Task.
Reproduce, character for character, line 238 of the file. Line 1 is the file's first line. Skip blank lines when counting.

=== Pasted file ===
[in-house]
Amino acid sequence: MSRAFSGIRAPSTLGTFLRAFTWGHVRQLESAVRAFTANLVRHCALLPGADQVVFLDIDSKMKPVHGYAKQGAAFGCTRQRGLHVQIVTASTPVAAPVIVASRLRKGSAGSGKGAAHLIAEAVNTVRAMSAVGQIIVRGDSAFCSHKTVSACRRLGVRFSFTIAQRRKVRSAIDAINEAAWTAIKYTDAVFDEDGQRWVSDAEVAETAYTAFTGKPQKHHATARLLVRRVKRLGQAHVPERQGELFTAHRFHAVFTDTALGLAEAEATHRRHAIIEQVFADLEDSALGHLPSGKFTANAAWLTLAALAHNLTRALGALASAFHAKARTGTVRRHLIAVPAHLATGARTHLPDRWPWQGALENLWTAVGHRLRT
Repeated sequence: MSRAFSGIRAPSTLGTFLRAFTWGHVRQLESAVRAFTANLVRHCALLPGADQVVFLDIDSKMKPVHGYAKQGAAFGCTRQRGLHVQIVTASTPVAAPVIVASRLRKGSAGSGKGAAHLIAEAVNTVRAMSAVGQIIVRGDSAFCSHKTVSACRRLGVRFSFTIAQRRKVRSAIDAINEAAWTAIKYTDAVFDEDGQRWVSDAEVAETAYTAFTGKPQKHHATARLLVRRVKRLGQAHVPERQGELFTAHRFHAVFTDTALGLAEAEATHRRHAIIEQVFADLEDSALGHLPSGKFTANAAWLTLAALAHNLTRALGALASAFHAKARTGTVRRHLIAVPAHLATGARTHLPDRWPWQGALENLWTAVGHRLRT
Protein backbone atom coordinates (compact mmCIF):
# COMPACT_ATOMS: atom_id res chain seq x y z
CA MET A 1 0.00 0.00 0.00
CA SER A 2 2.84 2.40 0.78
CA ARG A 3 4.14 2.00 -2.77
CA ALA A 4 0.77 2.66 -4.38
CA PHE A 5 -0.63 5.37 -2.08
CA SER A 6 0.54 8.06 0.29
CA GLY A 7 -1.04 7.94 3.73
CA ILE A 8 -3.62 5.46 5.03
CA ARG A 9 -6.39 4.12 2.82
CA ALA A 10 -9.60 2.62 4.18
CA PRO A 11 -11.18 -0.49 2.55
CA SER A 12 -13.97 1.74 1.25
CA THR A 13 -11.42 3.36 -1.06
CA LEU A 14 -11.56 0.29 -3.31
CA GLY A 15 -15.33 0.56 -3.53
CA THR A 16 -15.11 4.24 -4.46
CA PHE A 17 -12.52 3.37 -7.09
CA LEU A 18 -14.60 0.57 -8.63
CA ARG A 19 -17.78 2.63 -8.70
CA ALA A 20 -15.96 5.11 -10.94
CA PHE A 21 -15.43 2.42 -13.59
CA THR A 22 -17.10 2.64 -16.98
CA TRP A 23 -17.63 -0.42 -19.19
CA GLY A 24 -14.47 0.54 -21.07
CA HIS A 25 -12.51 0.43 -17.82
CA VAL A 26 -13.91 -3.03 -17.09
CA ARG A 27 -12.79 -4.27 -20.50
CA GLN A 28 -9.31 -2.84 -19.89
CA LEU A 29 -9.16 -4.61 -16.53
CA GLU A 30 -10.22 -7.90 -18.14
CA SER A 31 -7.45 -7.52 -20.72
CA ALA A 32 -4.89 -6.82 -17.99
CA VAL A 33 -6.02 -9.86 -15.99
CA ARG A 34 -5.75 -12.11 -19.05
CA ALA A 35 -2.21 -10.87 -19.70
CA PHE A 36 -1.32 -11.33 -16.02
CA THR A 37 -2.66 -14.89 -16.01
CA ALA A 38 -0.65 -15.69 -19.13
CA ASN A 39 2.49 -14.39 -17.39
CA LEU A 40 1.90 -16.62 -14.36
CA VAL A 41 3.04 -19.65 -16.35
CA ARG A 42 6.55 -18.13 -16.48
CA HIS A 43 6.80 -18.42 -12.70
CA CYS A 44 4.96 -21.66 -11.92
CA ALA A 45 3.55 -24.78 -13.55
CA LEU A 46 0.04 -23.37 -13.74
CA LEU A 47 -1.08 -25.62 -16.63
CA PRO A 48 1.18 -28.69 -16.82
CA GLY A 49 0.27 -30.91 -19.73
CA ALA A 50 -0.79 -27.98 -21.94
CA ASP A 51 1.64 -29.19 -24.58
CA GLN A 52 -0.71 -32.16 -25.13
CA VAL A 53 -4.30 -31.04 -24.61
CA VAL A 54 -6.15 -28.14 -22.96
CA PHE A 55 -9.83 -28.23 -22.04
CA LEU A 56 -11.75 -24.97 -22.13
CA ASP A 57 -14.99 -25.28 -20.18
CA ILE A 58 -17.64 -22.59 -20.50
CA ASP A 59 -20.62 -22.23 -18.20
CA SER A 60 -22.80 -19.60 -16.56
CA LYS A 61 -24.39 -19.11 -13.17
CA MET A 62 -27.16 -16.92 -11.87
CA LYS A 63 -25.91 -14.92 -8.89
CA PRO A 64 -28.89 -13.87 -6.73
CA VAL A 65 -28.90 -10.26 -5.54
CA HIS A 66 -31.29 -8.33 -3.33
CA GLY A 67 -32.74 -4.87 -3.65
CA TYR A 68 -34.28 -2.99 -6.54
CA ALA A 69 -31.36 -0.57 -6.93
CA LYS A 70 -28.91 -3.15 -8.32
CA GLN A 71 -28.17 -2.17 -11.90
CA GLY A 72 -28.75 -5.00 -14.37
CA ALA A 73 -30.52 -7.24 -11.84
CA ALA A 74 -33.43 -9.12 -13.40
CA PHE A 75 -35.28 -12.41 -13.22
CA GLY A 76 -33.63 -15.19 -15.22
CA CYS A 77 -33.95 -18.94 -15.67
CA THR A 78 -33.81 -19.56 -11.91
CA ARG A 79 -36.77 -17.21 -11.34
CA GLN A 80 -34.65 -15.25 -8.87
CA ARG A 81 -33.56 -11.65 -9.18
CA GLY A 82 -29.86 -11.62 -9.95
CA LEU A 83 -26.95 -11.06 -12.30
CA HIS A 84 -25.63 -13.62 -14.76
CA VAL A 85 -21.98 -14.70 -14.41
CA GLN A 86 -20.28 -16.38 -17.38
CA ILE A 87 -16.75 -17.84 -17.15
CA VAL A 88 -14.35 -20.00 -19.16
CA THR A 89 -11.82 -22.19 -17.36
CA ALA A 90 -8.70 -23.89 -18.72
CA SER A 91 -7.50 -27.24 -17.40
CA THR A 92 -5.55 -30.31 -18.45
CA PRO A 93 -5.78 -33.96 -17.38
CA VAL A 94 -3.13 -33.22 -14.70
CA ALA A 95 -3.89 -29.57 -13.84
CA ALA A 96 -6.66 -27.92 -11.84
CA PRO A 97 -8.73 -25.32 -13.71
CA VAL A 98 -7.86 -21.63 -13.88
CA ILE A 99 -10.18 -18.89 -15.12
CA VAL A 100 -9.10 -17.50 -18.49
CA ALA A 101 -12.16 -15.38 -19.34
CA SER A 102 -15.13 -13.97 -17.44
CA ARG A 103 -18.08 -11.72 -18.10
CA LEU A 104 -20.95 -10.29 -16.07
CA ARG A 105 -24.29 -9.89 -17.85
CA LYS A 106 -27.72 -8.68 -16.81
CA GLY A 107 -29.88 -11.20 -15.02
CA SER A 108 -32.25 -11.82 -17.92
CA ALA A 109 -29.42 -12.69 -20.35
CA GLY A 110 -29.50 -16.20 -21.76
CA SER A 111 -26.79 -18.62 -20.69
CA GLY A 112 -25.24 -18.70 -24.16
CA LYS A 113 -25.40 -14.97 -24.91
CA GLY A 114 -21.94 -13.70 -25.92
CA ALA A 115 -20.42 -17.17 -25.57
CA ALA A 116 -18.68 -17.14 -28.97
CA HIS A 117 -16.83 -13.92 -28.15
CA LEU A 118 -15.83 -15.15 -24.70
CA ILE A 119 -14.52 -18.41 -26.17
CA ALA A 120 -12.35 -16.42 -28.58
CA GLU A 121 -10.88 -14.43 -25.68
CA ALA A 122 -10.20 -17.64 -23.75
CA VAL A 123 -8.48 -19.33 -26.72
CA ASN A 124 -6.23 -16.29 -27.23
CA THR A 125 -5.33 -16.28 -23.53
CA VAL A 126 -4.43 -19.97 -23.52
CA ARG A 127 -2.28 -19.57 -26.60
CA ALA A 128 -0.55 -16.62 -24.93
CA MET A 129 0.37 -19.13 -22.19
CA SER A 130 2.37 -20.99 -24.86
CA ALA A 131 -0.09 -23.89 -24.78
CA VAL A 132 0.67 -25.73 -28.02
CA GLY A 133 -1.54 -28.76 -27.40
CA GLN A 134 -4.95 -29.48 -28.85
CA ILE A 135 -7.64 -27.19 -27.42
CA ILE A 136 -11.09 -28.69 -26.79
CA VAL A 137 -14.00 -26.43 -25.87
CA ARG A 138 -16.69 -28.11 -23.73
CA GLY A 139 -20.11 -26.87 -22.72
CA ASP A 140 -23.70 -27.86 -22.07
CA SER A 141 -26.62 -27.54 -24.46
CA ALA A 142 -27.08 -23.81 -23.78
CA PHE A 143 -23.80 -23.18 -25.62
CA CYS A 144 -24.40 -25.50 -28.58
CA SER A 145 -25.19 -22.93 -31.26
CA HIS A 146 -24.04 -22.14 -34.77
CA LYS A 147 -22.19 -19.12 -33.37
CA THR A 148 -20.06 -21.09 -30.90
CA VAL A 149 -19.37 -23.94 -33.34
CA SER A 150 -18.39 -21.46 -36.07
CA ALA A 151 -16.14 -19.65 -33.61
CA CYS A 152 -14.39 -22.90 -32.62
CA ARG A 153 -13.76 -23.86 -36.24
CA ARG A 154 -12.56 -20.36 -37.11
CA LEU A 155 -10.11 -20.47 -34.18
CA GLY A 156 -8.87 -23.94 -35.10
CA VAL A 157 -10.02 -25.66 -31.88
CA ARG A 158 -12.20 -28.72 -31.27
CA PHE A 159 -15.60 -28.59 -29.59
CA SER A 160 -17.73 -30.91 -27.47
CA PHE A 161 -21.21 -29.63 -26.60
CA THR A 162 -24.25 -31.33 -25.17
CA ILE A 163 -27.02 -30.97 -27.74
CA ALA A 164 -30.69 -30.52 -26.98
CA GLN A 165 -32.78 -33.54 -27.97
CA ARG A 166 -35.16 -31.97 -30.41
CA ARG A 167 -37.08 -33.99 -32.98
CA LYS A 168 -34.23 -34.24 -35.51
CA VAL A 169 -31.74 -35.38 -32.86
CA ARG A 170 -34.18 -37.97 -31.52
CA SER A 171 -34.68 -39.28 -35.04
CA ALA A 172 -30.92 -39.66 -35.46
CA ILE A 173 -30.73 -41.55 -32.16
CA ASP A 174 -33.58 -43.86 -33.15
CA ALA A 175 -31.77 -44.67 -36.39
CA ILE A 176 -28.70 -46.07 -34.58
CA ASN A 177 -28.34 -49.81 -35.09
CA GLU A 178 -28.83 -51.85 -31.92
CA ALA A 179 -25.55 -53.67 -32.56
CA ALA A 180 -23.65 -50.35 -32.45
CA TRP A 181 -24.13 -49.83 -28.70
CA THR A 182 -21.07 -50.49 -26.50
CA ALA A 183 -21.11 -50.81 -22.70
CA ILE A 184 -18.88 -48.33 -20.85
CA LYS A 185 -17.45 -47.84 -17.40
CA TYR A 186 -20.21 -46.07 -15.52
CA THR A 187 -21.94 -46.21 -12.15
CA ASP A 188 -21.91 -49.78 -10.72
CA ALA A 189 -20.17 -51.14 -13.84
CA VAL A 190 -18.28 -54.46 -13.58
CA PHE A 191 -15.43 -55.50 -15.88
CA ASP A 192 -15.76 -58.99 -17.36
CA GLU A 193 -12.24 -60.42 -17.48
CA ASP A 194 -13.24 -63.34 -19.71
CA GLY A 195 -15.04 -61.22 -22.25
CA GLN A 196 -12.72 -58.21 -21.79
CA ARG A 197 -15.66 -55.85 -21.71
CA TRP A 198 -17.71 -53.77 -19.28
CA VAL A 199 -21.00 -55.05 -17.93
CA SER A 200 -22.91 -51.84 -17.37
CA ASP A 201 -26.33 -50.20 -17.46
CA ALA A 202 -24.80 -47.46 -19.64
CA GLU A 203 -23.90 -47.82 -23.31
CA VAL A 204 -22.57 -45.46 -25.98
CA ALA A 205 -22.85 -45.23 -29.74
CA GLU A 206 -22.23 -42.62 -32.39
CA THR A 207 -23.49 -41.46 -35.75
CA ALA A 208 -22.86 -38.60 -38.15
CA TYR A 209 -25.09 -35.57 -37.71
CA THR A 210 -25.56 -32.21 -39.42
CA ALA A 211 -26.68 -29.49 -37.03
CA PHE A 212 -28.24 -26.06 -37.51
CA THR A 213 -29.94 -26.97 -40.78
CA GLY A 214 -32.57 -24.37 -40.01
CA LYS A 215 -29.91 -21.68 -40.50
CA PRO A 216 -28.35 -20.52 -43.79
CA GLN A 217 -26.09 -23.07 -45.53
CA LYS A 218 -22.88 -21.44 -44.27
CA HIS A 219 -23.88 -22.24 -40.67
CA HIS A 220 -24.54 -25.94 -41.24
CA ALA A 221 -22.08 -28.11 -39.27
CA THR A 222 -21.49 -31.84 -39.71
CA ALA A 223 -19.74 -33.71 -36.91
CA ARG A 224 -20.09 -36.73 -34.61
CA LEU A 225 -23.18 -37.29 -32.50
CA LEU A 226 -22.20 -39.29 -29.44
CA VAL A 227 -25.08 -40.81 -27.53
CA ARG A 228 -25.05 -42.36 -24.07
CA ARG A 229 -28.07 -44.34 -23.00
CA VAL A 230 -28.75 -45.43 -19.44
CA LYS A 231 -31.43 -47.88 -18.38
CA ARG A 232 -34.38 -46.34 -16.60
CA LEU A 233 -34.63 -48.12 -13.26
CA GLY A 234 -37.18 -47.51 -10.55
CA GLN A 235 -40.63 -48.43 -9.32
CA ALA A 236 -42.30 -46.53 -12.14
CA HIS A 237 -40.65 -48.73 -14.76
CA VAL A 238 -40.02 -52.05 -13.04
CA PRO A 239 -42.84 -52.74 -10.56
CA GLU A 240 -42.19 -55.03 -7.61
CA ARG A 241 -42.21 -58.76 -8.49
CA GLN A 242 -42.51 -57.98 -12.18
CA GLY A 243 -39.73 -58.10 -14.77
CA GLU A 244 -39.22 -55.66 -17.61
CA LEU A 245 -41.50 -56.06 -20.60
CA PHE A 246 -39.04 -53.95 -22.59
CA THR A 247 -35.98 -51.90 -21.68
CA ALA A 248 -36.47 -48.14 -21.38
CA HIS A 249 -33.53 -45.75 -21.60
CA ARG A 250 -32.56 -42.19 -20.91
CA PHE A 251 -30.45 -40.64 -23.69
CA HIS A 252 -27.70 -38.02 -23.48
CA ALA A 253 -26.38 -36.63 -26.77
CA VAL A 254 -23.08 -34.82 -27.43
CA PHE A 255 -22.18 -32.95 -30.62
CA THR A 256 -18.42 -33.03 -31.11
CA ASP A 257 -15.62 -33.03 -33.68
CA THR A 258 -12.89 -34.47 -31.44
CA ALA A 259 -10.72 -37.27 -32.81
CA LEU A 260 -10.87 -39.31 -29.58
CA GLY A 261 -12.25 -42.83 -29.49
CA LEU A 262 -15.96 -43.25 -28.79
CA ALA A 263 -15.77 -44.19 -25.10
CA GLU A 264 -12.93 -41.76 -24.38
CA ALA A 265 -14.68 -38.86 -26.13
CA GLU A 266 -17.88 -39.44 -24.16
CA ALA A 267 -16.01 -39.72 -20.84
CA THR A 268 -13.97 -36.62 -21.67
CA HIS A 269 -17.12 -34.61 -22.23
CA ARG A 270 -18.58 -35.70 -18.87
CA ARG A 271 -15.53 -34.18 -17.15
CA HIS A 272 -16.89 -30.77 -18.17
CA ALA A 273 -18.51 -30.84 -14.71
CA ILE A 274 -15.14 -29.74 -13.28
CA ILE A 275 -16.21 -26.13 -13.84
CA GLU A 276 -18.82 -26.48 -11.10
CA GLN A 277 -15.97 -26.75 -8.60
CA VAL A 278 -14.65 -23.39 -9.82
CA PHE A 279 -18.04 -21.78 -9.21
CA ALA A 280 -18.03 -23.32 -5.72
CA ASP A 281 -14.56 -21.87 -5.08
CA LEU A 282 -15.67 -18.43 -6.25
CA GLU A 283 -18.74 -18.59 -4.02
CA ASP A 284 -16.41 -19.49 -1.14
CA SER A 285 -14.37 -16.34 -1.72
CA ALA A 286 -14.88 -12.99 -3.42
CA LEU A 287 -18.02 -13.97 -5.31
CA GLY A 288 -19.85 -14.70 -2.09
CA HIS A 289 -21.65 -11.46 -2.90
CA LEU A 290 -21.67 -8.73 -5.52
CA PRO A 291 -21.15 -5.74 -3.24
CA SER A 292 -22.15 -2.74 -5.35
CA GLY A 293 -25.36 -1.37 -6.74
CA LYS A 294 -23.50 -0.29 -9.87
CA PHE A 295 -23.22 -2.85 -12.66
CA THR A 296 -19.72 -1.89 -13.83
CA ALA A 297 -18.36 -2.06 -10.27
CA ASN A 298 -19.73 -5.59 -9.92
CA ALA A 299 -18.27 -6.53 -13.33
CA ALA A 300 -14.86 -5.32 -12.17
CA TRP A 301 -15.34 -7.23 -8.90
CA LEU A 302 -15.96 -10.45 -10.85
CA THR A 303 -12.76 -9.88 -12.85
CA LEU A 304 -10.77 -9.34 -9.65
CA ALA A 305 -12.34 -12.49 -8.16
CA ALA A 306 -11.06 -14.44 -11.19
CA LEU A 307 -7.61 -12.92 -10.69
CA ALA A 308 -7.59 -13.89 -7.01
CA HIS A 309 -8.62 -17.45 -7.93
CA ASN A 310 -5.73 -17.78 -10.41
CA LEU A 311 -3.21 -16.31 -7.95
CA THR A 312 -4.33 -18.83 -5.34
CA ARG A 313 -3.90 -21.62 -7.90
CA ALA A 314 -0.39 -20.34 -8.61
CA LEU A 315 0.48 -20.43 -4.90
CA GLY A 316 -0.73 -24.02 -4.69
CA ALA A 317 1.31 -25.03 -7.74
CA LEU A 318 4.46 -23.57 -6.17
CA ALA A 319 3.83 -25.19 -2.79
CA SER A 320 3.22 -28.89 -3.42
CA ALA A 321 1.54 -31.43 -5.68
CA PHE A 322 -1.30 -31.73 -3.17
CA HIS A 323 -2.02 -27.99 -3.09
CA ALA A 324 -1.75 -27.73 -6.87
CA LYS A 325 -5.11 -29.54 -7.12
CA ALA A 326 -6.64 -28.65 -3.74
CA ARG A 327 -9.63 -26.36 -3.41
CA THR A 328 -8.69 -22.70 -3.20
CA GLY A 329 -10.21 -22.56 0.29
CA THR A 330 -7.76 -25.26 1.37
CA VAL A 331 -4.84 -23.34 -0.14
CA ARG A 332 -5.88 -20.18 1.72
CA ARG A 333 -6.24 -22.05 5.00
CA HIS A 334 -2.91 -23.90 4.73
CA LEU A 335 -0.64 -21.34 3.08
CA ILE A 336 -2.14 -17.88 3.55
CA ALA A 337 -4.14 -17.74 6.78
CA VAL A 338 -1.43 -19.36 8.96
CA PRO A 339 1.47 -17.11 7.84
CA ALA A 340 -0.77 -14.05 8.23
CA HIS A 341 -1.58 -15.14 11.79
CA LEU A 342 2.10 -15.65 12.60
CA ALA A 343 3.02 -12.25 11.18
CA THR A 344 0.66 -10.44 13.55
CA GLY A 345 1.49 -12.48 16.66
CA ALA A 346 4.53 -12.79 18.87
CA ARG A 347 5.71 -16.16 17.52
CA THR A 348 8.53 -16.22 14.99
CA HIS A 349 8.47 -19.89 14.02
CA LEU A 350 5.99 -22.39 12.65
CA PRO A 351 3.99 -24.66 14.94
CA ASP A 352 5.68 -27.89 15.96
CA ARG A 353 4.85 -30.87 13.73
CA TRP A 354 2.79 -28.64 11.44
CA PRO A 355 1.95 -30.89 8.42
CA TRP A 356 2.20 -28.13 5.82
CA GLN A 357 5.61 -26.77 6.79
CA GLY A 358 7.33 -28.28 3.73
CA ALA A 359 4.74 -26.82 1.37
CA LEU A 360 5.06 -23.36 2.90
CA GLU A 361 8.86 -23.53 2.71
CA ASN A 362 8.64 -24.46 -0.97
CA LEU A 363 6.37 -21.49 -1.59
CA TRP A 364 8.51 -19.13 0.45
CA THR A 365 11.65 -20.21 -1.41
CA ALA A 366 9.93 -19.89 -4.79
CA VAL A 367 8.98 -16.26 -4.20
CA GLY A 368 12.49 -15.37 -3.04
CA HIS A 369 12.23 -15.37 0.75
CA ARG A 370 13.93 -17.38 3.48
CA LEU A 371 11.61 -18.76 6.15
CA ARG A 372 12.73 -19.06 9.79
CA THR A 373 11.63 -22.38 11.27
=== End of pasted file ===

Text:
CA LEU A 233 -34.63 -48.12 -13.26